Commercial hemp is a new agricultural market in the United States, but like all crops, it will eventually become a staple crop. The National Hemp Production Program has been established to provide federal oversight of hemp production in the US. The Department of Agriculture (USDA) will approve plans submitted by states and Indian tribes for domestic hemp production and establish a federal plan for producers in states or territories of indigenous tribes who choose not to administer a specific state or tribal plan. The Drug Enforcement Administration (DEA) still includes industrial hemp in its list of controlled substances, so growers and sellers must have a license from their state.
Hemp-derived CBD has seen a decrease in price due to an oversupply, and companies are looking to the future of cannabis as a commodity if it is federally legalized. The UN Drug Treaty is the main barrier to global trade. Recreational cannabis is similar to the alcohol industry, medical cannabis is similar to pharmaceutical products, and industrial hemp can be used for industrial applications, medical products, or even recreational use. Once there are internationally agreed standards, prices can be set for types and categories of products, allowing for global commodity trading.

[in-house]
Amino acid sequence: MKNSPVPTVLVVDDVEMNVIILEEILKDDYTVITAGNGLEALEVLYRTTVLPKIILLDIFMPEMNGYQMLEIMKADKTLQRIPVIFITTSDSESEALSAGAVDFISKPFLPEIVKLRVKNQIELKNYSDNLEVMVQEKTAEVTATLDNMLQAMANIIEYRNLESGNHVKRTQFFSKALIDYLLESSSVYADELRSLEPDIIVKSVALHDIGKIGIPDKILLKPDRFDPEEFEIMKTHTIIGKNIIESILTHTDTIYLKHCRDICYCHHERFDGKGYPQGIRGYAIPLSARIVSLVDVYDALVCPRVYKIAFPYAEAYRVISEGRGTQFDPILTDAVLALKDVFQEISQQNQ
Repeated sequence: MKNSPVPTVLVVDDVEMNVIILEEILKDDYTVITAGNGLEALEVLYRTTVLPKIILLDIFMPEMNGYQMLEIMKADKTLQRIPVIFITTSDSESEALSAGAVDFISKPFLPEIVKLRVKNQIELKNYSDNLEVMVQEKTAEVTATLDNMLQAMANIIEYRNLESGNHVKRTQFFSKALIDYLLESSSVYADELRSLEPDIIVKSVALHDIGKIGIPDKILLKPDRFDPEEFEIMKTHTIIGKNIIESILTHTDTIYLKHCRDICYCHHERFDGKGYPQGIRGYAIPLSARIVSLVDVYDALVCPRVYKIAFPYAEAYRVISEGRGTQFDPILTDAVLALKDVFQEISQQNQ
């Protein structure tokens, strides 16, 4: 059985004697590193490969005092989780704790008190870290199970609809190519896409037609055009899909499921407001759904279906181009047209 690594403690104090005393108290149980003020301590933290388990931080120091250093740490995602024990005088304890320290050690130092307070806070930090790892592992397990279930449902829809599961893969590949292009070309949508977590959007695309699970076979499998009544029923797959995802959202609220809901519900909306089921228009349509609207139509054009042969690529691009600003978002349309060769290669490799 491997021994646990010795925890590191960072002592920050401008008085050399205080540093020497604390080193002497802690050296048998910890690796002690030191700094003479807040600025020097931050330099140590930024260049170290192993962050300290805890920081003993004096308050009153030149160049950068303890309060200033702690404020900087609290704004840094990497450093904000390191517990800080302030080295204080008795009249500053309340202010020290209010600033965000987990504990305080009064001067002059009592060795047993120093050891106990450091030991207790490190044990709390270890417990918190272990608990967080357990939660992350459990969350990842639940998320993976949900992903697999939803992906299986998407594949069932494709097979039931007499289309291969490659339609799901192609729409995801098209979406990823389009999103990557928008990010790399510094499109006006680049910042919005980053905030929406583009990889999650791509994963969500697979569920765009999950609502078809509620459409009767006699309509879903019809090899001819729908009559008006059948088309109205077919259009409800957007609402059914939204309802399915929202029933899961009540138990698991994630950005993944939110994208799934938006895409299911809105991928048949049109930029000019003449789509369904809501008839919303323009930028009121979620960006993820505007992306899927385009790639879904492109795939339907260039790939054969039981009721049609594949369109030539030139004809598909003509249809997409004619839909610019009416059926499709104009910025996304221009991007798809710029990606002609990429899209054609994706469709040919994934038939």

Hemp is the only aspect of the three that is currently found at the global commodity level, and import and export are legal in the US. The USDA has issued regulations and guidelines to create a regulatory framework surrounding hemp production in the US. Before cannabis products can be sold as commodities around the world, three essential pieces of the puzzle must be put together.